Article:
The Inattentive Spouse

It can be an annoying experience to be speaking to your spouse and then realize that he/she has not been hearing what you are saying.  While there are instances in which people simply act rudely and ignore their partner, this not generally the case.  More often then not when people fail to listen attentively it is because they are distracted or preoccupied by other stimuli.  Regardless of the reason, it is common for people to feel invalidated when they are not being heard.  This leads to frustration which can lead to conflict and problems in the marriage.  Therefore, it is important to understand the causes of inattention and learn how to handle it in a constructive way to preserve healthy communication. 

People differ greatly in their ability to do more than one thing at a time.  Some people have difficulty breaking their focus from one stimulus in order to turn their attention to another.  They may appear to be deep in thought, daydreaming, or hyper-focused on a task before them.  Such people are not choosing to deliberately ignore others who attempt to talk to them.  Rather, they truly do not hear what is being said because their attention is fixed on something else.  It is neither fair nor helpful to become agitated with one's spouse in this situation because it is beyond his/her control.

People who may not normally be susceptible to the above phenomenon may be distracted for other reasons.  Fatigue is a major cause of inattention.  When people are overexerted or have difficulty sleeping/resting it will invariably affect their ability to focus and listen attentively.  Stress is another common factor.  Stressful situations from other spheres of life (i.e. work, personal struggles, extended family) can sometimes dominate one's thoughts and negatively impact communication at home.

External factors in the home also make it difficult for couples to be attentive to one another.  Household chores, tending to children, working from home, and a host of other necessities can definitely present challenges to communication.  This is true even among the most loving and supporting of couples.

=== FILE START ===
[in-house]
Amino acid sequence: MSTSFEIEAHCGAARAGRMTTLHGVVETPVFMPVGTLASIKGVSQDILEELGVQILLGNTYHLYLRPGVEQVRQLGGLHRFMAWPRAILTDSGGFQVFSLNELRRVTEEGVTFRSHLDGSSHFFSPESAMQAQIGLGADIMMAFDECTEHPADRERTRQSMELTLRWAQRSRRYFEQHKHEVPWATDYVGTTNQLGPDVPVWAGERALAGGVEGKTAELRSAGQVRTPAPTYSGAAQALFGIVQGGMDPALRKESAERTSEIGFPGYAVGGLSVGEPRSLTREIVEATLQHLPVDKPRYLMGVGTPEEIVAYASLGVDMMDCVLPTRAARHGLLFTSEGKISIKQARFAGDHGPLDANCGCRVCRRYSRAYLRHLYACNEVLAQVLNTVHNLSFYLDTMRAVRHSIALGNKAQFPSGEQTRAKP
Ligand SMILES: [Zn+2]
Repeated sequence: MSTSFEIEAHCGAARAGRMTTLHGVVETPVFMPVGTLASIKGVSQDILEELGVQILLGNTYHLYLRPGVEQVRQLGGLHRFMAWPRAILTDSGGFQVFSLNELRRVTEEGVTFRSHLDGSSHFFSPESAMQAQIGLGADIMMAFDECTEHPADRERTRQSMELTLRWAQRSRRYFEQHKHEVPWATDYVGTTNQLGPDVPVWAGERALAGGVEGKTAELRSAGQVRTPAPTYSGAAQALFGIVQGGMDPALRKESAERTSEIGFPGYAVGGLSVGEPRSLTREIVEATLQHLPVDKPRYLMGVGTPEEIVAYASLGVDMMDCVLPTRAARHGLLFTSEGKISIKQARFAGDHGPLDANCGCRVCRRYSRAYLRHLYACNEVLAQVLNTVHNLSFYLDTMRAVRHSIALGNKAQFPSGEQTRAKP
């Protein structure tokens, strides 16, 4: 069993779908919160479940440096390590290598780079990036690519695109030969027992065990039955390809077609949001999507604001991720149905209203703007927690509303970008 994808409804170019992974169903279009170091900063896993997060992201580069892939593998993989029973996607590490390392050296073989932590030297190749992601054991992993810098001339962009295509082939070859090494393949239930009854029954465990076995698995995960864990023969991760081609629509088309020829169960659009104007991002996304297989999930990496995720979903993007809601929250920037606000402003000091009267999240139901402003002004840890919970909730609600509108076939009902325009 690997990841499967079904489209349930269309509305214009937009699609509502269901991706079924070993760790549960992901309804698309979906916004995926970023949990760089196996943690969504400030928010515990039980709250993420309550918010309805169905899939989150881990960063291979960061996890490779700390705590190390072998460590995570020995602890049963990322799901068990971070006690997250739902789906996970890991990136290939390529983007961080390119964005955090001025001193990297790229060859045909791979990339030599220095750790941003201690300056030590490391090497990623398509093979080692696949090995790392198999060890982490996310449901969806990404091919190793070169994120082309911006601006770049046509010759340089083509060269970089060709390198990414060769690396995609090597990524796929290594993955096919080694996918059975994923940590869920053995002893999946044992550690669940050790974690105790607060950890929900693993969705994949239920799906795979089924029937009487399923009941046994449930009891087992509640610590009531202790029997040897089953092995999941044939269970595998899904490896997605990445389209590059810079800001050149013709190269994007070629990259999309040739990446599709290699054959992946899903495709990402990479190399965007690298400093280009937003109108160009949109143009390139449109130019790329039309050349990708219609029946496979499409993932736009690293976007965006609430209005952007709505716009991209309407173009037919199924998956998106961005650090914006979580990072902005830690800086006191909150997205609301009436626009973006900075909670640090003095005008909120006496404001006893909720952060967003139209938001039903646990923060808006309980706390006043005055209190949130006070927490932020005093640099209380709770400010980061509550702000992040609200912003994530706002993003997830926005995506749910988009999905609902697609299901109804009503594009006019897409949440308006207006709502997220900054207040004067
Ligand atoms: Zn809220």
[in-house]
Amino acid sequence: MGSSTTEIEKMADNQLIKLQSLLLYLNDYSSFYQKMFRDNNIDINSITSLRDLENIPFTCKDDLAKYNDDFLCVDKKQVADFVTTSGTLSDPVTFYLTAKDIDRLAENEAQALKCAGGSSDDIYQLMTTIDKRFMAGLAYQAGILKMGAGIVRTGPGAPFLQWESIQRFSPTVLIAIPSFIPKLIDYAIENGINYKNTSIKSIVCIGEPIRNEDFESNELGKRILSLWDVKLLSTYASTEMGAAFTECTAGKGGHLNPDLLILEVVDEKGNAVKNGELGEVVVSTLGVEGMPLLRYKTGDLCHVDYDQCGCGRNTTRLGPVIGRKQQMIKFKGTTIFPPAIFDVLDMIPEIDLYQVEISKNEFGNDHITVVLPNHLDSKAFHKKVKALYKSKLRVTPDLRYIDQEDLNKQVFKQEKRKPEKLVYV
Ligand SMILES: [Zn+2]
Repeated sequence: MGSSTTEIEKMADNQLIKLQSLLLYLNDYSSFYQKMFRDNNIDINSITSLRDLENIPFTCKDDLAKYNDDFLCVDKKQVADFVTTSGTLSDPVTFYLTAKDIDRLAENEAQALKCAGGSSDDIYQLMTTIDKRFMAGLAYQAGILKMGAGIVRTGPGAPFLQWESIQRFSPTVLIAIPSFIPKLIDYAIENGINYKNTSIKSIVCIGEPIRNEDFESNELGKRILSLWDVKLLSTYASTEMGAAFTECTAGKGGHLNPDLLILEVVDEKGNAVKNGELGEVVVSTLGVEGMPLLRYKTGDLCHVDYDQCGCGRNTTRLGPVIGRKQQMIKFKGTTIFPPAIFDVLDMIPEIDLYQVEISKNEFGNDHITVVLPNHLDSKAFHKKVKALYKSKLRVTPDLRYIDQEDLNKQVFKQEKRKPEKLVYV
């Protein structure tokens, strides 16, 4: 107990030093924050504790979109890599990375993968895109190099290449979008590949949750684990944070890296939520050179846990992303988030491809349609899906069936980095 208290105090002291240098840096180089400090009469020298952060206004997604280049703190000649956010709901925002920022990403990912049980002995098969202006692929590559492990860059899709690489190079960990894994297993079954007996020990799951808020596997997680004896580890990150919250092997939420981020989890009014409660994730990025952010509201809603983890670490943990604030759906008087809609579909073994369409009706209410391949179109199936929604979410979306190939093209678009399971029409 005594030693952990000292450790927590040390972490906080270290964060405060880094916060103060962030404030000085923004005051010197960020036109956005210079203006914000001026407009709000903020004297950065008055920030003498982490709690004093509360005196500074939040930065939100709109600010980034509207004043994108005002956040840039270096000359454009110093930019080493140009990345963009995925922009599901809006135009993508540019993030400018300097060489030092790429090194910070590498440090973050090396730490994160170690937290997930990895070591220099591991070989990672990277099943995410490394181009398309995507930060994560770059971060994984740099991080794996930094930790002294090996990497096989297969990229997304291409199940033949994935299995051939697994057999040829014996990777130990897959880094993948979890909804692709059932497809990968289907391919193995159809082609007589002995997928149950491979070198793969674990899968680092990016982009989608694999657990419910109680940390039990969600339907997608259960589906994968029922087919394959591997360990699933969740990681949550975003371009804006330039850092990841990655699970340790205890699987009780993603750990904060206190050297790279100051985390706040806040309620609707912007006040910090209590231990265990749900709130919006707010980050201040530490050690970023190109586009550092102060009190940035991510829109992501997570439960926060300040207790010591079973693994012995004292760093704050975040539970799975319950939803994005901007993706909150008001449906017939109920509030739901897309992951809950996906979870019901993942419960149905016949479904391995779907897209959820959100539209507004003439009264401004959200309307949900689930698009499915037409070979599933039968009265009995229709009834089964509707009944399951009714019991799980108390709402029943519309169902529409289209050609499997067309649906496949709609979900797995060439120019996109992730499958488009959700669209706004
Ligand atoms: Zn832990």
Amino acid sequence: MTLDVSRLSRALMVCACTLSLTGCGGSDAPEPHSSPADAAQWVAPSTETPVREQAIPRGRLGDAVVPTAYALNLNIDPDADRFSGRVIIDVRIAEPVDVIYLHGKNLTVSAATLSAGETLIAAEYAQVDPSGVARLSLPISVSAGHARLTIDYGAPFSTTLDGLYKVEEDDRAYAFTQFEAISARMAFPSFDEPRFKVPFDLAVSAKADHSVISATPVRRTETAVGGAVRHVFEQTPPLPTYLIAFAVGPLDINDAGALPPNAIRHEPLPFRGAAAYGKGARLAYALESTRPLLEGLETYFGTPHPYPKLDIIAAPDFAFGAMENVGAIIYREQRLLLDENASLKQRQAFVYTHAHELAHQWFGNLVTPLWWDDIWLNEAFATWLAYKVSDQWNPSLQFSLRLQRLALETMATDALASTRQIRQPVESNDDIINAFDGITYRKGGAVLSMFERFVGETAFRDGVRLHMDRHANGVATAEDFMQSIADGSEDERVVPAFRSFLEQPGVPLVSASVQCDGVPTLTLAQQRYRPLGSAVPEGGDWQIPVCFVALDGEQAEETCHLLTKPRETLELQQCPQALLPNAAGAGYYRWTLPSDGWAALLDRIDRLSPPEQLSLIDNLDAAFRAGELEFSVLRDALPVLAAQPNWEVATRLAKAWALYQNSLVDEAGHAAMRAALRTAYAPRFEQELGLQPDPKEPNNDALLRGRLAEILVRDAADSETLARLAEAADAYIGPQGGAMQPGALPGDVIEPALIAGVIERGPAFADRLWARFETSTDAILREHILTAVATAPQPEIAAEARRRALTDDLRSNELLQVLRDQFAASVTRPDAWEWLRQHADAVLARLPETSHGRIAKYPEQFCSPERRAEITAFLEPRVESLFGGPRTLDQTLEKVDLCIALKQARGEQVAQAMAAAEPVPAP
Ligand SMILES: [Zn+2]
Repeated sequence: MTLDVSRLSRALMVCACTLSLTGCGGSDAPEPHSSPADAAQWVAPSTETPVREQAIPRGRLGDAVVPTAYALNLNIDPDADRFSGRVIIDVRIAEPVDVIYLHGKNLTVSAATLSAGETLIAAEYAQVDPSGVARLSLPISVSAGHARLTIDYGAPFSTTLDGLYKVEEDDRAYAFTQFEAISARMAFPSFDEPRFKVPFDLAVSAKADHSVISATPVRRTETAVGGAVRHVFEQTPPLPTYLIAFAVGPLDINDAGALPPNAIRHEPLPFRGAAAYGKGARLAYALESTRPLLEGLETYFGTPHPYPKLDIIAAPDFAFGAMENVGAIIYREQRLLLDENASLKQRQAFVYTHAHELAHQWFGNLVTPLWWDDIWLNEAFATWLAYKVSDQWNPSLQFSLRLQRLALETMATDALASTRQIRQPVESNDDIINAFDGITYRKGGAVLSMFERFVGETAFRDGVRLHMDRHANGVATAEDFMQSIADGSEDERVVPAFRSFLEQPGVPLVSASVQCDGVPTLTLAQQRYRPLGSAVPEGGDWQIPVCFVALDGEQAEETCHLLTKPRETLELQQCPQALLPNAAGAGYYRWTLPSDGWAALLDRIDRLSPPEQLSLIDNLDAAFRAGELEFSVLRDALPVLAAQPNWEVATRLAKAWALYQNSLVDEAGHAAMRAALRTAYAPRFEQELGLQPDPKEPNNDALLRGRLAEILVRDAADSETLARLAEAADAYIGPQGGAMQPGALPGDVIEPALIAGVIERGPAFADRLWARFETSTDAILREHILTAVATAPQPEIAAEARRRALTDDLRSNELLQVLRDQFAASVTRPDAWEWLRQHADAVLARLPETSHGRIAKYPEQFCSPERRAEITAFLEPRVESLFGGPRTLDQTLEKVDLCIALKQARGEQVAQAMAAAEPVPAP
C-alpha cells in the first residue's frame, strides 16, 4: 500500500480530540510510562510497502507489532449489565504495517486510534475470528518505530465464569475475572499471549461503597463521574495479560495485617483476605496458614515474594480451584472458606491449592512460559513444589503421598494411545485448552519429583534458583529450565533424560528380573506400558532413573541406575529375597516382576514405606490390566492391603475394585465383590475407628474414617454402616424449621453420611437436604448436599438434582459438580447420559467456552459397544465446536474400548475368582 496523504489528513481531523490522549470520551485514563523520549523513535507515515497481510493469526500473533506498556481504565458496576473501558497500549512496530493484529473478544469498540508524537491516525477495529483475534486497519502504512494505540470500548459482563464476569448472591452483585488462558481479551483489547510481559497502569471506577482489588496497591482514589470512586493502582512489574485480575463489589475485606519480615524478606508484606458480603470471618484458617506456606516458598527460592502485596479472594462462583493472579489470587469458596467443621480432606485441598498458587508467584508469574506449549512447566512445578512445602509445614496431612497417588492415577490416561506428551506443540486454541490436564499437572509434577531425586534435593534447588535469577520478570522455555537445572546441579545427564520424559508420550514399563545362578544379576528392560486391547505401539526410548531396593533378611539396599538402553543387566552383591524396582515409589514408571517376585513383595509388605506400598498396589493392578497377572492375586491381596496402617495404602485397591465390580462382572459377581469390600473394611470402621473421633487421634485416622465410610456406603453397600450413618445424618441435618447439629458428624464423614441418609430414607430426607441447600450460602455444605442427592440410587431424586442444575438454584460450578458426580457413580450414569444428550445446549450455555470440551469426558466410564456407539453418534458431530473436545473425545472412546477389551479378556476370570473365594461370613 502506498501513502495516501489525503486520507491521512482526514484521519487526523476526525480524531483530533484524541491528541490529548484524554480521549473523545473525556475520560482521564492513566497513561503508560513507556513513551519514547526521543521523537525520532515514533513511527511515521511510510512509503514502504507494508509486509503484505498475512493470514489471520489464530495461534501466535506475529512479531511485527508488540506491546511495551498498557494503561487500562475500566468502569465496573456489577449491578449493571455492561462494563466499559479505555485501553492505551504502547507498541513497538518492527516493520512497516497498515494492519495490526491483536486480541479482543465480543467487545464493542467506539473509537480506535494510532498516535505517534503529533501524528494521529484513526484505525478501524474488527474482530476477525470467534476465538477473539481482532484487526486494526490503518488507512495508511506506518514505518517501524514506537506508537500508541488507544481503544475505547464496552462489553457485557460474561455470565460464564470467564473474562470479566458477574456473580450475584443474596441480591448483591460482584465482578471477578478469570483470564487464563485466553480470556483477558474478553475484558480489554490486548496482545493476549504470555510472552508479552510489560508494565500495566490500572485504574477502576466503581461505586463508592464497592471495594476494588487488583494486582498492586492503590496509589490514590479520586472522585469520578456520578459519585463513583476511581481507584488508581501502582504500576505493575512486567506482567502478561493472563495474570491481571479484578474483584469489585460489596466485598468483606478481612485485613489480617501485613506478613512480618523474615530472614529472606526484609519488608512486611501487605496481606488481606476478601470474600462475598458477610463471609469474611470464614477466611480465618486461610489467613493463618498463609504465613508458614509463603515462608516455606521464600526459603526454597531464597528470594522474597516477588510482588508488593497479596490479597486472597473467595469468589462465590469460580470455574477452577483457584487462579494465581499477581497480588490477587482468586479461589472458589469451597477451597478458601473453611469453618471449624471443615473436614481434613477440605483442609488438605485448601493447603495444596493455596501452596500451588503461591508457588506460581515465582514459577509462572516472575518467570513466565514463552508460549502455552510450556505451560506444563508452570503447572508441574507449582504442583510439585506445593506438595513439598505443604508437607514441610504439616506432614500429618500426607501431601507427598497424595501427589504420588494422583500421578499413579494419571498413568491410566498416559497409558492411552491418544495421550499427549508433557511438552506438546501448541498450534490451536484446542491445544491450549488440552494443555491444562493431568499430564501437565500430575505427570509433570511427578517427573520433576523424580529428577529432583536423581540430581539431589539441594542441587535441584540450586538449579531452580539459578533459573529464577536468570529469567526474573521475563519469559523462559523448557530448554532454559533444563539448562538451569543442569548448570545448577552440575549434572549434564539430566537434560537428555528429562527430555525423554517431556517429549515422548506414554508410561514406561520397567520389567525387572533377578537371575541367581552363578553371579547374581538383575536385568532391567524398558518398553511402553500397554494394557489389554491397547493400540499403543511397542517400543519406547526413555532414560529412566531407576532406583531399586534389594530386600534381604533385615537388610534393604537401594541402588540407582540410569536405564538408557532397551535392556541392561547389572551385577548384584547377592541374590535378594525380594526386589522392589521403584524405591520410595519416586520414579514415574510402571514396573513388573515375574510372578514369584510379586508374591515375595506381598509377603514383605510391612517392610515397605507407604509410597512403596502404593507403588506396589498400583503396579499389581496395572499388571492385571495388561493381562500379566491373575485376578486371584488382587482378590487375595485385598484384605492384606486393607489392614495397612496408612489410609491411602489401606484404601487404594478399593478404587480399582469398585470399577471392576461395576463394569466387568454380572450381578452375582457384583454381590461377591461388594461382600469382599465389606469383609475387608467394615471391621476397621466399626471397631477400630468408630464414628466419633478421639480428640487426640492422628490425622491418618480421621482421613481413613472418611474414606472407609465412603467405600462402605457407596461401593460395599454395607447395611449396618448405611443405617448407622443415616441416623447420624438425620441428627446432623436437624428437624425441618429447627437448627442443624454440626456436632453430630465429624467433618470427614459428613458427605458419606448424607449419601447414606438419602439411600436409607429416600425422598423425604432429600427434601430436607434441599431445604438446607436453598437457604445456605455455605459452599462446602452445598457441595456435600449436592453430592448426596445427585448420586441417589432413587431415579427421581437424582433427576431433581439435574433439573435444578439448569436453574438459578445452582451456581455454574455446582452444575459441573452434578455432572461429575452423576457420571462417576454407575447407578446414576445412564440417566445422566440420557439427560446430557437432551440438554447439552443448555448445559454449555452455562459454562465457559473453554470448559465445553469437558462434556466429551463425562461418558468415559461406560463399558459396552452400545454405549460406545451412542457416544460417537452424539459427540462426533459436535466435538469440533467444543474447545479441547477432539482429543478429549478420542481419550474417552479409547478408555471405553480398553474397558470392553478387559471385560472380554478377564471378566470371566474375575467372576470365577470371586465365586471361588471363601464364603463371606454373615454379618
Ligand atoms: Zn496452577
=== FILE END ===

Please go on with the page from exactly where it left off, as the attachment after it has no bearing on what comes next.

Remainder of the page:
In all cases, both partners should do their best to limit the potential frustration resulting from inattention.  Here are some important things to consider when dealing with a seemingly inattentive spouse.

(1)  For important talks, choose a good time and quiet place to initiate conversation.  Make it easier for both you and your spouse to be attentive to one another by removing the external stimuli that would otherwise distract you from productive communication.

(2)  Recognize that everyone one needs breaks from communication.  The time in which you are in the mood to share may not be the optimal time for your spouse.  If your partner had a tough day, is tired, has a lot on his/her mind, is busy with an important task, and so forth it may be better to wait for a better opportunity to talk.

(3)  Know your spouse.  Be observant and identify times in which your spouse typically may have difficulty being attentive.  Some people need to remain free from distractions when mentally preparing and organizing themselves before leaving for work.  Others need an opportunity to gather their bearings mentally and/or physically after returning home from work.  Some need to unwind and slow down mentally in order to prepare for sleep.

(4)  Be polite.  If your spouse is engaged in working on the computer, reading, or some other activity it may be rude to bother him/her at that time.  No one likes to be interrupted.  And, everyone is entitled to some personal time.  Circumstances vary and sometimes exceptions are appropriate.  But it is important that partners recognize and honor times of individual solitude.

(5)  Get your spouse's attention.  Instead of becoming upset or angry when your spouse appears to be inattentive, accept responsibility to kindly gain his/her attention.  This can often be achieved by simply saying his/her name and wait for a reply or gently placing your hand on his/her arm or shoulder.  Never begin a story or question until you have confirmation that you have your partner's attention.  And, be prepared to wait a moment if necessary.

(6)  Accept that times of inattention are a part of life.  Your spouse is an imperfect human being - just like you.  Life is too short and your marriage is too important to become unnecessarily upset and frustrated.  Becoming angry at the onset of a discussion generally only serves to make both of you feel anxious or awkward when the conversation moves forward.  A little patience and understanding makes communication much easier and more fulfilling.
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